Earlier in the day Ives had walked over from the office to Ninth Avenue during lunchtime, to buy boxes of Italian cold cuts and pastries, and these were set out on a table as a buffet...
To prepare for his annual Christmas tree decorating party, Ives buys food. A lot of food. Ham and salami and pastrami and cannolis. Family and friends gather in his apartment, listen to Bing Crosby and Rosemary Clooney on the record player, and the kids decorate the tree with ornaments and fire-hazard lights that bubble and blink. It's happy chaos.
I think that's the best way to describe holiday family gatherings. Happy chaos. This coming week is going to be filled with that kind of craziness. On Monday or Tuesday, I'll bake my pecan pies. My wife will throw together her double-layer cream cheese pumpkin pies. On Thursday, pies in hand, we will attend two turkey dinners--one in the early afternoon, one in the evening. There will be joking and tension, laughter and resentments. That's family.
And I am thankful for this happy chaos. Everyday life is too crammed with worry and stress. It seems, some days, that I just move from crisis to crisis. At night, when I climb into bed with my wife, I'm just happy that I've survived without landing in the hospital or worse.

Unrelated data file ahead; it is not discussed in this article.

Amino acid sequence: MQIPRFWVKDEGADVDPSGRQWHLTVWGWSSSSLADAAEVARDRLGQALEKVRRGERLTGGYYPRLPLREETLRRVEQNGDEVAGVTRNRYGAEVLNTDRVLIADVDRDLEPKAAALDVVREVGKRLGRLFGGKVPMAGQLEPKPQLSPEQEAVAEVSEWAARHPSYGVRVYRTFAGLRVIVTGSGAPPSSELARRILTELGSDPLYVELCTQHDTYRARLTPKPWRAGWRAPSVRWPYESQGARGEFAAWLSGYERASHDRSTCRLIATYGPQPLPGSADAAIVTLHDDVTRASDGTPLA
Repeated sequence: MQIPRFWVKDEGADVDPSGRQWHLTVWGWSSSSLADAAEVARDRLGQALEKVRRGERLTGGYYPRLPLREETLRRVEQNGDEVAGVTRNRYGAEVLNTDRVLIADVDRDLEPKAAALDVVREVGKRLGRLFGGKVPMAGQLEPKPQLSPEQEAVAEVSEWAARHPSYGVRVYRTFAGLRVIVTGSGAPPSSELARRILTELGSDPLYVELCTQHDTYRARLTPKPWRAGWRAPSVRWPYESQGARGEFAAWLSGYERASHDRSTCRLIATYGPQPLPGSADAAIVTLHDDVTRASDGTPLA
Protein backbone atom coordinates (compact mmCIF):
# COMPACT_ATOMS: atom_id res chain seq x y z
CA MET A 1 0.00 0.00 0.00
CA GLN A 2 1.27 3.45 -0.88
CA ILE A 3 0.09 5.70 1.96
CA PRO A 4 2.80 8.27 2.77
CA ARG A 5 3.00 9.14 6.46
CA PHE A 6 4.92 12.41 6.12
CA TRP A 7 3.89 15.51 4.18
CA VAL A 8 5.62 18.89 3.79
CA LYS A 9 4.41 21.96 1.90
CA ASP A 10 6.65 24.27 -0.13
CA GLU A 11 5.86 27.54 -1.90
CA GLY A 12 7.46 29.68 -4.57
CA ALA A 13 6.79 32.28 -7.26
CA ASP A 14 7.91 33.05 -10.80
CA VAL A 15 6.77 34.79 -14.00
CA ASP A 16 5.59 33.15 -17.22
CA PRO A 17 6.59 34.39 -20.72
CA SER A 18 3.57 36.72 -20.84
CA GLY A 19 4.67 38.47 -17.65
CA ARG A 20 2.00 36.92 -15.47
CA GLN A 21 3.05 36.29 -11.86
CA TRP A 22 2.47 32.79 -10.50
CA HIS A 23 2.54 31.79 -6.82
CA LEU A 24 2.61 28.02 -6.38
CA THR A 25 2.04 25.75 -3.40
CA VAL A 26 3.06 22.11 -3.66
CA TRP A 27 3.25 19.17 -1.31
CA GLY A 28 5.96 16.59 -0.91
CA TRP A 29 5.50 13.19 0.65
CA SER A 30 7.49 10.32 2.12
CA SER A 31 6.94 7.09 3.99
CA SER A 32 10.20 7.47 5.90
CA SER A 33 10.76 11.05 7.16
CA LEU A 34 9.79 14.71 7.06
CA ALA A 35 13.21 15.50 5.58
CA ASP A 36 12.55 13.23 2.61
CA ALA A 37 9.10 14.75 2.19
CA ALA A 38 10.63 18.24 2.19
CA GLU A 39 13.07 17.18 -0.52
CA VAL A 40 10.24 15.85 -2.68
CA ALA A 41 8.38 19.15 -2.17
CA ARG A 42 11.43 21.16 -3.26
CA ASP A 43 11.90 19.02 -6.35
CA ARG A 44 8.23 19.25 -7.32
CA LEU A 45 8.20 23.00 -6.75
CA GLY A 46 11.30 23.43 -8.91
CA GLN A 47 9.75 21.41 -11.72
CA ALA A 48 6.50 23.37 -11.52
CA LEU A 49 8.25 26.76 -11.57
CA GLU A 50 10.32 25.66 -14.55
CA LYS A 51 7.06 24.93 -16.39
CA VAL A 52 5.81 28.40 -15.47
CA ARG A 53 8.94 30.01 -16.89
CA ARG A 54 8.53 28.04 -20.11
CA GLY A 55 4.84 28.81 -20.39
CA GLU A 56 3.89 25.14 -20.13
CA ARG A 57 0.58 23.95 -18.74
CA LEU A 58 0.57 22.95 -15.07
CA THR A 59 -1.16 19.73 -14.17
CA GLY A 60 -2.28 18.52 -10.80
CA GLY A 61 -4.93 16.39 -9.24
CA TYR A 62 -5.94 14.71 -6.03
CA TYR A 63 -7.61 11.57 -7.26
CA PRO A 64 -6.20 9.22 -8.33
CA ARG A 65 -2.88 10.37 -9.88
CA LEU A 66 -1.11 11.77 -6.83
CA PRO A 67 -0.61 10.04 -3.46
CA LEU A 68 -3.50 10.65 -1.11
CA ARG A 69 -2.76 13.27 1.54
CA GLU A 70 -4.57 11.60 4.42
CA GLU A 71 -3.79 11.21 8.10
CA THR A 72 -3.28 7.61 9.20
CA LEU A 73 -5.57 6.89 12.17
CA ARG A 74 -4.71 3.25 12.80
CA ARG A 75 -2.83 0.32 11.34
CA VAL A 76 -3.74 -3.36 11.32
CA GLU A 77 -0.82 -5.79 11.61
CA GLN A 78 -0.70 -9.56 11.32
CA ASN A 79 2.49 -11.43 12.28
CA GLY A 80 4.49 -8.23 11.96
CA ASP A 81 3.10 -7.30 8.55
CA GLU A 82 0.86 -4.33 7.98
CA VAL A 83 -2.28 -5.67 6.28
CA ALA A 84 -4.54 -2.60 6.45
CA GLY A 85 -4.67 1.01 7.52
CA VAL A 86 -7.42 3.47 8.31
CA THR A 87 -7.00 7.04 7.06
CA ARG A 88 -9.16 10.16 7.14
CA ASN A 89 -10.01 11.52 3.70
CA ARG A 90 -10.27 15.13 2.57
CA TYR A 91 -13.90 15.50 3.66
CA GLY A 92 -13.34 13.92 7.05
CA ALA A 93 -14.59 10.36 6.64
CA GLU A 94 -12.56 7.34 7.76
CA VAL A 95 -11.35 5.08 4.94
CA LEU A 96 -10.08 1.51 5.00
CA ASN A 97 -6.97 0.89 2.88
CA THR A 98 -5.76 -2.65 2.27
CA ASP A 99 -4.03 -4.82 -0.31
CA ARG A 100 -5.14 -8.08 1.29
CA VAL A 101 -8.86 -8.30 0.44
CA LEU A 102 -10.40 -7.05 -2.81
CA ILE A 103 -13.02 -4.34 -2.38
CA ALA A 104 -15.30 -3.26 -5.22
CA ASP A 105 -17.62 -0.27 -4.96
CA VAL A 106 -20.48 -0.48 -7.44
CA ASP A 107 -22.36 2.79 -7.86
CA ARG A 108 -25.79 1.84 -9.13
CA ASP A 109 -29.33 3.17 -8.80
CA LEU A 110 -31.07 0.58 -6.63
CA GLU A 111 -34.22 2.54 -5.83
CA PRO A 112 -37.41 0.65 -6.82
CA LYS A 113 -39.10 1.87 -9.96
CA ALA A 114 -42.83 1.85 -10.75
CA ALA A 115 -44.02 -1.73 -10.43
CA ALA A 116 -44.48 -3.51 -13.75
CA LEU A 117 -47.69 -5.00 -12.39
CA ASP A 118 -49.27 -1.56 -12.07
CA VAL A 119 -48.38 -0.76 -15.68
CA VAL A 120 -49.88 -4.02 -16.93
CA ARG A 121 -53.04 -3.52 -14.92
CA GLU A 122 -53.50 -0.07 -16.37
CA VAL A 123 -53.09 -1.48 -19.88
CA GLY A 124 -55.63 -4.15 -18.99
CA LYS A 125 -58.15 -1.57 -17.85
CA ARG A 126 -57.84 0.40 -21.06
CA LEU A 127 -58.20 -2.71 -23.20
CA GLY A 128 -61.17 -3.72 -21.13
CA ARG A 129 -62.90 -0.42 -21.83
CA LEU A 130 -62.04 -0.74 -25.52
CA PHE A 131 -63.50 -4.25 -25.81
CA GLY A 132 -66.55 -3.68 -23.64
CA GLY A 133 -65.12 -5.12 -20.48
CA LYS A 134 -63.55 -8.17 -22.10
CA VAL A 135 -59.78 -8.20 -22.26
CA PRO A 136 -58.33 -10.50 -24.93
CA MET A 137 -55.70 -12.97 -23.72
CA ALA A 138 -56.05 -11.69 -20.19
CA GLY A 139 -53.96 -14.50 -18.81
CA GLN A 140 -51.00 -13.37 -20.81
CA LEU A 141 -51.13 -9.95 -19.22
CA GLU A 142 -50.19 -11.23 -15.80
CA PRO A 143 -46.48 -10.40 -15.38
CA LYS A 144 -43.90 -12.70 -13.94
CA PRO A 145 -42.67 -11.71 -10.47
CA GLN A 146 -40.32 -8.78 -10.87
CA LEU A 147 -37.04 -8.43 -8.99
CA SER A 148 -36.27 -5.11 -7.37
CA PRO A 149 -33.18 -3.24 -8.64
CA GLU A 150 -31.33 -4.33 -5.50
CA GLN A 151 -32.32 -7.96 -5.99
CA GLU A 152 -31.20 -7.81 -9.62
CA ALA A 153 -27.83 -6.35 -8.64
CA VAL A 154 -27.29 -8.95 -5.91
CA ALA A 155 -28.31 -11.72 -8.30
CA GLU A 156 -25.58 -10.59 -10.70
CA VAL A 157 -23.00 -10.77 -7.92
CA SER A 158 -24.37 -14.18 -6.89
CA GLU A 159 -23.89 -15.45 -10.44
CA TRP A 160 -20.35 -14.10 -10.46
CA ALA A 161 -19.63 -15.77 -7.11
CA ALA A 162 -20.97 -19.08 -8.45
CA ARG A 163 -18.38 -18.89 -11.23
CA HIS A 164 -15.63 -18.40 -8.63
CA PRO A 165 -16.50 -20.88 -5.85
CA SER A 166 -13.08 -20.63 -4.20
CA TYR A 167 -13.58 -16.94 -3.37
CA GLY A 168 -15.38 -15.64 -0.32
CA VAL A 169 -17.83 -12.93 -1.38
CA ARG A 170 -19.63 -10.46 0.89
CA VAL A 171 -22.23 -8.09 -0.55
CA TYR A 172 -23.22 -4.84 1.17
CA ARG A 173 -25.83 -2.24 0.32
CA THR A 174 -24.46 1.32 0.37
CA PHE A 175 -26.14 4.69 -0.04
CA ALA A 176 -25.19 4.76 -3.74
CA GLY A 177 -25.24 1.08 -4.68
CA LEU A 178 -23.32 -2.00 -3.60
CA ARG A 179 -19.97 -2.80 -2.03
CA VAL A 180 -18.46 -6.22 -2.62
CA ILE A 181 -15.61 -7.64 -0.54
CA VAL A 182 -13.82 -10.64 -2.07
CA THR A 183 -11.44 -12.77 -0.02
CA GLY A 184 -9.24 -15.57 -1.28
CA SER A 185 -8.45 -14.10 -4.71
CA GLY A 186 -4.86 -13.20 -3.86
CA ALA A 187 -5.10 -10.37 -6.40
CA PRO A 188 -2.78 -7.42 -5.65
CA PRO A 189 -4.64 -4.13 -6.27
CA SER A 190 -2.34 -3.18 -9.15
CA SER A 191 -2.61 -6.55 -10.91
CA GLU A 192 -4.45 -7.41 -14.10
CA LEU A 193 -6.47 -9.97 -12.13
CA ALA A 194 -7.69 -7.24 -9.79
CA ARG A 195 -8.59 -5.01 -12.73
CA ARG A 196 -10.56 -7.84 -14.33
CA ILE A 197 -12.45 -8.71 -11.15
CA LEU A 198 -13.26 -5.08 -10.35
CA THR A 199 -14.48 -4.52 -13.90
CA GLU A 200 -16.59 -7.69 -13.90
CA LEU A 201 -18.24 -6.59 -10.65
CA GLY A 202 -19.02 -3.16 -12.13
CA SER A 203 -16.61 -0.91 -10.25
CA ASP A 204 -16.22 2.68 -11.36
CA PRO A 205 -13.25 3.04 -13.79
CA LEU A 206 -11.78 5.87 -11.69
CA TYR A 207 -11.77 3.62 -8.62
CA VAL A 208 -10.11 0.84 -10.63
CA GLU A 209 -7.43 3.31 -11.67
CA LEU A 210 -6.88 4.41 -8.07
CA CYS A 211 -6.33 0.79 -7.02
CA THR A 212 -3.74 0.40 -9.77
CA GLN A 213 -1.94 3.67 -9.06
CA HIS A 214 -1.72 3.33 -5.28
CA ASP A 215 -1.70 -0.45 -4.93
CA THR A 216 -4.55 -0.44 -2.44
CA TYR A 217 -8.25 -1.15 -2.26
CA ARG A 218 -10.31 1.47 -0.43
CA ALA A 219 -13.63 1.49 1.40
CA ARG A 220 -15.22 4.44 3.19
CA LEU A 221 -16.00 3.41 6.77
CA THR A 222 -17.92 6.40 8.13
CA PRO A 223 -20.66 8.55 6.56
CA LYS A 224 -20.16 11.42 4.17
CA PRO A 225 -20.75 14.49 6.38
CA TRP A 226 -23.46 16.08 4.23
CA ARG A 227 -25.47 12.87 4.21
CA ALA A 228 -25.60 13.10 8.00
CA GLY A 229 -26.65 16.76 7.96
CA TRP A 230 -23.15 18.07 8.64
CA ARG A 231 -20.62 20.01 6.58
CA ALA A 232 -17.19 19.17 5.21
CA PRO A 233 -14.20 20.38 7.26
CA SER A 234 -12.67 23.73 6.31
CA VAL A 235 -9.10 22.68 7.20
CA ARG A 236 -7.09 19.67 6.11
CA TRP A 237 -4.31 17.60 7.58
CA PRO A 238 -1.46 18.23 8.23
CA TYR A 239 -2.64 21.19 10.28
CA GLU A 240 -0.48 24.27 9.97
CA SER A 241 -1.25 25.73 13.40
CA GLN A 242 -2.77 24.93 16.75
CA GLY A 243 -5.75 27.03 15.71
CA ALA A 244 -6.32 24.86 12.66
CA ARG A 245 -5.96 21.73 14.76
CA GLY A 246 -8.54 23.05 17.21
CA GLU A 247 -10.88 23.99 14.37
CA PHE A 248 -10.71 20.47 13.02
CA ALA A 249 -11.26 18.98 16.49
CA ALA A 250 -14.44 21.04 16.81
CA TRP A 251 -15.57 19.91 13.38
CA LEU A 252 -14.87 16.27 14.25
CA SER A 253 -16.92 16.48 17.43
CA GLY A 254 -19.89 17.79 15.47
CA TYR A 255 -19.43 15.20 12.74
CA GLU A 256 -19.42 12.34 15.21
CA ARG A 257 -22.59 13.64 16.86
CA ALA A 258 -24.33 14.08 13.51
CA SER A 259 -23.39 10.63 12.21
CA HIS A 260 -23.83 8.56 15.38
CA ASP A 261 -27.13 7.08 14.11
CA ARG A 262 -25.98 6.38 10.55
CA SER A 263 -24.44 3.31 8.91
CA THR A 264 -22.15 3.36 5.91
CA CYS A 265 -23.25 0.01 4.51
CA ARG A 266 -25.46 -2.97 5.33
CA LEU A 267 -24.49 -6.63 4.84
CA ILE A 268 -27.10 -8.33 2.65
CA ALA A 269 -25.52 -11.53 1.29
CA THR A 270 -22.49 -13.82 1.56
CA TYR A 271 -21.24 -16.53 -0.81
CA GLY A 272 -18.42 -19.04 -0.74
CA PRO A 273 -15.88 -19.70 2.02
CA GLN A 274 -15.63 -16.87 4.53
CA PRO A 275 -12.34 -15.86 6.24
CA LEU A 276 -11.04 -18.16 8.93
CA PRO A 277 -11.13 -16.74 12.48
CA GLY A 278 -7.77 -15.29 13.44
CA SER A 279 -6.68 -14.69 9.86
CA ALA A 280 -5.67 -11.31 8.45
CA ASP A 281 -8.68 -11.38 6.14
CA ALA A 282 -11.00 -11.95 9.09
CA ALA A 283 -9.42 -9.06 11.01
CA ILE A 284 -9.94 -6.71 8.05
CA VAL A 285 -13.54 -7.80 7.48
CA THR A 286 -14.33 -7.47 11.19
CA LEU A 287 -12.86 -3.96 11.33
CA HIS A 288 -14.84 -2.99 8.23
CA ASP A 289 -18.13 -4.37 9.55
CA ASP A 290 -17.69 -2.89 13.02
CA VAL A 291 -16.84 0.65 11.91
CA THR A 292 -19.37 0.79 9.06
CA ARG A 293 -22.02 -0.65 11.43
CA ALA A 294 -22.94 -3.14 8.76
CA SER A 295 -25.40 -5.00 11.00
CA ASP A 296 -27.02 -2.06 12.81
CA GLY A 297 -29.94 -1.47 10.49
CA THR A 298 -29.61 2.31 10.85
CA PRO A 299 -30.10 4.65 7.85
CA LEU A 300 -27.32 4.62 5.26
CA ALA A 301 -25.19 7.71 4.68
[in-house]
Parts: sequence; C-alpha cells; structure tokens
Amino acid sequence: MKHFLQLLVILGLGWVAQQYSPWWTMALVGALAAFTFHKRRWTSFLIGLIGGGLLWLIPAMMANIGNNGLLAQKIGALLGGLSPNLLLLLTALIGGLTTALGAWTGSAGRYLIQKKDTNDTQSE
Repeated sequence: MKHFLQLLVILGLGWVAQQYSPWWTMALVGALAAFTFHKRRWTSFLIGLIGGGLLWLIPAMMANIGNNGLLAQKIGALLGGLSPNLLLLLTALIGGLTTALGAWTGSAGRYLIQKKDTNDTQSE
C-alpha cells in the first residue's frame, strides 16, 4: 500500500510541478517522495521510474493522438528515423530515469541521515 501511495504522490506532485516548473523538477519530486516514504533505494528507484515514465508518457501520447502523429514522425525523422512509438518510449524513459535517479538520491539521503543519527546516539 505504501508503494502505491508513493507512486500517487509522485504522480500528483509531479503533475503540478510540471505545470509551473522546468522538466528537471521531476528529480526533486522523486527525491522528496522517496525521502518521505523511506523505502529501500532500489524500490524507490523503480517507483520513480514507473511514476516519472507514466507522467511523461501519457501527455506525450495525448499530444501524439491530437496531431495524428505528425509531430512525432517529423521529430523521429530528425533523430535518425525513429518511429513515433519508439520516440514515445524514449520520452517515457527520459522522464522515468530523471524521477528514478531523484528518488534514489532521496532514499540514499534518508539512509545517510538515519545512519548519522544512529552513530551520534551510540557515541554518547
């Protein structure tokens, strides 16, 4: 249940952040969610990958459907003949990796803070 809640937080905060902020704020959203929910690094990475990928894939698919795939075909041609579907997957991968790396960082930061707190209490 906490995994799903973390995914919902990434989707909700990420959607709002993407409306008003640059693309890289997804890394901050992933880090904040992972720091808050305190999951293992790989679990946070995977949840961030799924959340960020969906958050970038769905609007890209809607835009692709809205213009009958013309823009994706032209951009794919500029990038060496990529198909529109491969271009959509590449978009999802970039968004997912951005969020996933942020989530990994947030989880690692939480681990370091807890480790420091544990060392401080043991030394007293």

I used to thrive on the hectic quality of my life--two jobs, church organist duties, the publish or perish mentality of the university. Now, I find it a little exhausting. Given the choice between a quiet night at home watching the Food Network and performing in a Christmas concert, I would probably end up on my couch with a bag of chips. Peace over turmoil.
I know this coming holiday week will not be without it share of drama. But it's a different, more relaxed kind of drama. Certainly, this first Thanksgiving since my sister's death will not be easy. However, there will be the happy chaos of children and family, crowded into the kitchen, fighting over hot dinner rolls and mashed potatoes. A blessing of busyness to combat sadness.
Saint Marty will be in the kitchen, knocking people out of the way to get his share of turkey skin.
these are the scarlet flowers
she liked to pick.
The pheasant cries
as if it just noticed
Confessions of Saint Marty